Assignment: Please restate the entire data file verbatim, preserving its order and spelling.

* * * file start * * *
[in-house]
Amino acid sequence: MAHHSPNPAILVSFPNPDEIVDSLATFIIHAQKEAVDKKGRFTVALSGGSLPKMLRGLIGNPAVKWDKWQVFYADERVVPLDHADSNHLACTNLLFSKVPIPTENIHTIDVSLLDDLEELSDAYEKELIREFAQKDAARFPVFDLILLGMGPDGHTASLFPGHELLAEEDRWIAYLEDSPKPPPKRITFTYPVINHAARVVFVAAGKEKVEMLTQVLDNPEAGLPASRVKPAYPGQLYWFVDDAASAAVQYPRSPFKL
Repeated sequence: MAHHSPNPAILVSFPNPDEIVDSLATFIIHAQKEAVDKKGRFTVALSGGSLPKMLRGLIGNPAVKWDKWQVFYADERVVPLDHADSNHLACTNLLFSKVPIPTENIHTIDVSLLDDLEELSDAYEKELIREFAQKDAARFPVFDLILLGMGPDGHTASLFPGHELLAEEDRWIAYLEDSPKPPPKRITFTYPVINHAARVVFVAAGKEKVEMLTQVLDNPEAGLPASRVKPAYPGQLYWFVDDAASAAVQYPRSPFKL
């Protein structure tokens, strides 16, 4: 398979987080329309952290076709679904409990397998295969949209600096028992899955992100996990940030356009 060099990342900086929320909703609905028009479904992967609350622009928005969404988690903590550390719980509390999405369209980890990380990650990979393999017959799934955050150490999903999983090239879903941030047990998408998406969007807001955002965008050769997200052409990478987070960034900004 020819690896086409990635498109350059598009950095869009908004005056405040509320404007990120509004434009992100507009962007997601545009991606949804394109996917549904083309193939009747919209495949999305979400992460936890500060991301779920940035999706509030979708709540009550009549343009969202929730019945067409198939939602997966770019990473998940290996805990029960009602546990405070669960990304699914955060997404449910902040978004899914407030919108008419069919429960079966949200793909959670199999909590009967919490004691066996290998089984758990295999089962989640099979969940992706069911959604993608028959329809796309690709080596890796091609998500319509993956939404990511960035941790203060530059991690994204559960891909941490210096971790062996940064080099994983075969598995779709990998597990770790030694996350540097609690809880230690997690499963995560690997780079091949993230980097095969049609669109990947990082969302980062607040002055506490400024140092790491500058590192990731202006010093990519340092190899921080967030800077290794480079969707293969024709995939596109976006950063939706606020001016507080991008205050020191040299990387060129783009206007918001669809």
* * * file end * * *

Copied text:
[in-house]
Amino acid sequence: MAHHSPNPAILVSFPNPDEIVDSLATFIIHAQKEAVDKKGRFTVALSGGSLPKMLRGLIGNPAVKWDKWQVFYADERVVPLDHADSNHLACTNLLFSKVPIPTENIHTIDVSLLDDLEELSDAYEKELIREFAQKDAARFPVFDLILLGMGPDGHTASLFPGHELLAEEDRWIAYLEDSPKPPPKRITFTYPVINHAARVVFVAAGKEKVEMLTQVLDNPEAGLPASRVKPAYPGQLYWFVDDAASAAVQYPRSPFKL
Repeated sequence: MAHHSPNPAILVSFPNPDEIVDSLATFIIHAQKEAVDKKGRFTVALSGGSLPKMLRGLIGNPAVKWDKWQVFYADERVVPLDHADSNHLACTNLLFSKVPIPTENIHTIDVSLLDDLEELSDAYEKELIREFAQKDAARFPVFDLILLGMGPDGHTASLFPGHELLAEEDRWIAYLEDSPKPPPKRITFTYPVINHAARVVFVAAGKEKVEMLTQVLDNPEAGLPASRVKPAYPGQLYWFVDDAASAAVQYPRSPFKL
């Protein structure tokens, strides 16, 4: 398979987080329309952290076709679904409990397998295969949209600096028992899955992100996990940030356009 060099990342900086929320909703609905028009479904992967609350622009928005969404988690903590550390719980509390999405369209980890990380990650990979393999017959799934955050150490999903999983090239879903941030047990998408998406969007807001955002965008050769997200052409990478987070960034900004 020819690896086409990635498109350059598009950095869009908004005056405040509320404007990120509004434009992100507009962007997601545009991606949804394109996917549904083309193939009747919209495949999305979400992460936890500060991301779920940035999706509030979708709540009550009549343009969202929730019945067409198939939602997966770019990473998940290996805990029960009602546990405070669960990304699914955060997404449910902040978004899914407030919108008419069919429960079966949200793909959670199999909590009967919490004691066996290998089984758990295999089962989640099979969940992706069911959604993608028959329809796309690709080596890796091609998500319509993956939404990511960035941790203060530059991690994204559960891909941490210096971790062996940064080099994983075969598995779709990998597990770790030694996350540097609690809880230690997690499963995560690997780079091949993230980097095969049609669109990947990082969302980062607040002055506490400024140092790491500058590192990731202006010093990519340092190899921080967030800077290794480079969707293969024709995939596109976006950063939706606020001016507080991008205050020191040299990387060129783009206007918001669809």